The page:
The employer had entrusted the task of organising a safe system of work to an employee as a result of whose negligence another employee was injured. The employer could not have been held liable for its own negligence, since it had taken all reasonable care in entrusting the job to a competent employee, nor could it have been held liable vicariously since common employment would have been a defence.
Held: The desire to escape the consequences of the doctrine of common employment might justify the courts imposing a non-delegable duty of care. The employer was liable for breach of a personal duty to see that care was taken by the person whom it appointed to organise the system of work. The employer’s failure to provide a safe system of work was held to constitute a failure by it to discharge the personal non-delegable duty to provide a safe system. Fundamental obligations of a contract of employment, such as the duty to take reasonable care for the safety of an employee, constitute rights under a contract of employment and not merely rights in connection with it.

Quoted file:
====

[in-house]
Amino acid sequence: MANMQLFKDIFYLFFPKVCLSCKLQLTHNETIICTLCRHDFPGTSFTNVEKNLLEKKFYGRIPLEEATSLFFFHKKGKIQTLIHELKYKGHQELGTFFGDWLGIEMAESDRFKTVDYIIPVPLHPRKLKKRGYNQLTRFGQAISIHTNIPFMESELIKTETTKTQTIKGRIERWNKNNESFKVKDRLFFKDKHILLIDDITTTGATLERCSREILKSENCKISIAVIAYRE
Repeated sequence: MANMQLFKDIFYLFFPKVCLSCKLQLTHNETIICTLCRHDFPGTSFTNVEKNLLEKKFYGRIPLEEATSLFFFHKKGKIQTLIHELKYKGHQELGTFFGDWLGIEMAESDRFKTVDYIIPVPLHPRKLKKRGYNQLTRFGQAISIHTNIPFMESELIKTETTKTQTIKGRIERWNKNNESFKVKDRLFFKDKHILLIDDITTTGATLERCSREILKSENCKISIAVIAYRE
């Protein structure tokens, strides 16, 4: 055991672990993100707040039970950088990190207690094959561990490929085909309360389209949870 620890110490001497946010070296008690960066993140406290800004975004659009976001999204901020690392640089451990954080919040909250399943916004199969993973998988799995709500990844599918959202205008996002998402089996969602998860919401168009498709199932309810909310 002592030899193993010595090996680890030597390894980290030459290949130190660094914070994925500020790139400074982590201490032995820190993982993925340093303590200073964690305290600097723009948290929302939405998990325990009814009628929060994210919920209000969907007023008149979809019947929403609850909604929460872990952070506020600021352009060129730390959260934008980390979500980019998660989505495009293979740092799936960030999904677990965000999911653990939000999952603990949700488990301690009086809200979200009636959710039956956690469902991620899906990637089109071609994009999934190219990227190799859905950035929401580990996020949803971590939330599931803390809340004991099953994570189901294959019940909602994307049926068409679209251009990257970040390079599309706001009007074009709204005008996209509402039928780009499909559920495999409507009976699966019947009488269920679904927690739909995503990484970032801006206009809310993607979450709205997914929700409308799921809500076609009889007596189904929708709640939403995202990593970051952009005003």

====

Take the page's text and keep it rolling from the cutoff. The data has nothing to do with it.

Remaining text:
Lord Wright said that the obligation owed by an employer to his employee was not discharged by entrusting its fulfilment to employees, even though selected with due care and skill. The (non-delegable) obligation was threefold: ‘the provision of a competent staff of men, adequate material and a proper system and effective supervision’, and: ‘What the Court of Appeal have said amounts to reducing the three heads of duty to one only – that is, to engage competent employees of the higher grades and then everything else may be left to them. If that is done, the employers, it seems, will be free from further responsibility. Those whom they have engaged, if chosen with due care and skill, may appoint any other employee, may deal with the provision of paint and material, may determine the system of work. However negligently they may act and however dangerous the results of what they do may be to the workpeople, the employers on this view will be free from liability. The employee will have no remedy against the employer. His only remedy will be against his fellow-employee, which will be difficult to establish and in all probability worthless.’